PetroChina Valued at $1 Trillion After IPO
RENEE MONTAGNE, host:
This is MORNING EDITION from NPR News. I'm Renee Montagne.
China's economy has again surprised the world. The country's state-owned oil and gas producer surged pass ExxonMobil yesterday after its initial public offering. PetroChina is now the world's largest company, worth some trillion dollars. PetroChina's market value is more than twice that of ExxonMobil. And by that measurement, China now has five of the world's 10 biggest companies.
NPR's Anthony Kuhn reports from Beijing.
ANTHONY KUHN: PetroChina's shares dropped nine percent in Shanghai today as investors locked in profits. But PetroChina remains the world's biggest energy company and China also now has the world's largest bank and its largest insurance company - all as measured by market capitalization.
But Fraser Howie, the author of "Privatizing China," says that it's misleading to compare these firms to their counterparts in other countries. These Chinese firms are all state-owned, and they all enjoy government-granted monopolies in their industries.
Mr. FRASER HOWIE (Author, "Privatizing China"): If you compared it with your traditional company, like your ExxonMobil, you can't compare these companies or just look at their numbers and make a genuine comparison. Because actually what they're made of and how they've been all put together - they're very, very different sort of beasts, entirely.
KUHN: Howie points out that while China may have five companies in the world's top 10 in terms of market value, it has only two in the top 50 in terms of sales. But this is not to say that these companies are insignificant.
Mr. HOWIE: Well, you can certainly be taking some of this with a pinch of salt, and you can make excuses or reasons why their numbers are so large. I think the danger, as well, is to then also dismiss it and somebody say it doesn't matter.
KUHN: It does matter he says because Chinese companies are becoming increasingly competitive and integrated into the world economy.
But China's government keeps most of its state-owned firm shares off the markets. Yesterday, PetroChina listed less than 2 percent of its shares. Huang Yiping, senior economist with Citigroup in Hong Kong, explains why the government doesn't float more shares.
Mr. HUANG YIPING (Manager Director and Chief Economist, Asia Pacific, Citibank Group): The government still want to maintain state ownership.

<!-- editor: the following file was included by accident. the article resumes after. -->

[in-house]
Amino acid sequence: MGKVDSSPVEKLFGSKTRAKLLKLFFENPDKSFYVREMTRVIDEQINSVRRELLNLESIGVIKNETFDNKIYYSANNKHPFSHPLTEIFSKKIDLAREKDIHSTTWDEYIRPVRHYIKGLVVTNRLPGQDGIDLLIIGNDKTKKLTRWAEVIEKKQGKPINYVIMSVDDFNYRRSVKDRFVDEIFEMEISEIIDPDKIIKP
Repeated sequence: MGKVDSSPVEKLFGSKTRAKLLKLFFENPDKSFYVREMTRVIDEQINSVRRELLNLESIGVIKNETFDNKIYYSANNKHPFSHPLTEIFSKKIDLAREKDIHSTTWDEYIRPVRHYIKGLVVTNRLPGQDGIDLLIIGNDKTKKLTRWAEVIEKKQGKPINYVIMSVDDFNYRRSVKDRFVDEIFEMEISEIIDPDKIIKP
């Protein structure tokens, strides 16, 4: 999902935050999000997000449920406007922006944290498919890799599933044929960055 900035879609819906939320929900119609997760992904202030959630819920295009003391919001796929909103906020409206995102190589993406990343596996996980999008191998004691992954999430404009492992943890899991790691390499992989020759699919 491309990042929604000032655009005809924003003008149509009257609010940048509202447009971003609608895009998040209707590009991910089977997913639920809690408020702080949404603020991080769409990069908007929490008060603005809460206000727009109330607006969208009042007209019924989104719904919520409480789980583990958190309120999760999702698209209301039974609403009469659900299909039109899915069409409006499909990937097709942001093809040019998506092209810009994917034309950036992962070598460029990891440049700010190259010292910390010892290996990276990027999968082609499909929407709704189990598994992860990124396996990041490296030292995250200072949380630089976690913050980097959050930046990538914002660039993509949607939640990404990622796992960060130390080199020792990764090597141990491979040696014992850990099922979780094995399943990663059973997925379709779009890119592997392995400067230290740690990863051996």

KUHN: PetroChina's market value results, in part, from this pent-up demand. China is, after all, a nation of 1.3 billion people with a savings rate of around 40 percent. Its economy and incomes are growing at a double digit annual clip, and it's got a massive trade surplus. That's a lot of people in companies looking for a place to park their money.
But bank interest rates aren't even keeping pace with inflation and China's capital controls mean that its citizens are barred from buying stocks overseas. Huang points out that luckily for China, its stock markets are still young, and they account for less economic activity than other sectors, such as manufacturing and trade.
Mr. YIPING: It still is a relatively small portion of the economy and the other part of the economy remains pretty robust, for instance, if export continue to grow out between 20 to 30 percent would provide a very strong support.
KUHN: That suggests that when China's stock market bubble bursts, as many economist are sure it will, China may not necessarily suffer a recession.
Andy Xie is an independent economist based in Shanghai.
Mr. ANDY XIE (Independent Economist): The Chinese stock market drops by 50 percent the last of people (unintelligible) is about 20 percent of the GDP. It's common to the U.S. stock market dropping by 15 percent. So the world effect is relatively low.
KUHN: But Chinese investors have been conditioned to see every drop in the market as a bargain-hunting opportunity. So they're just waiting for more mega listings this year including China Mobile, the world's largest mobile phone company in terms of subscriptions.
Anthony Kuhn, NPR News, Beijing.
NPR transcripts are created on a rush deadline by a contractor for NPR, and accuracy and availability may vary. This text may not be in its final form and may be updated or revised in the future. Please be aware that the authoritative record of NPR's programming is the audio.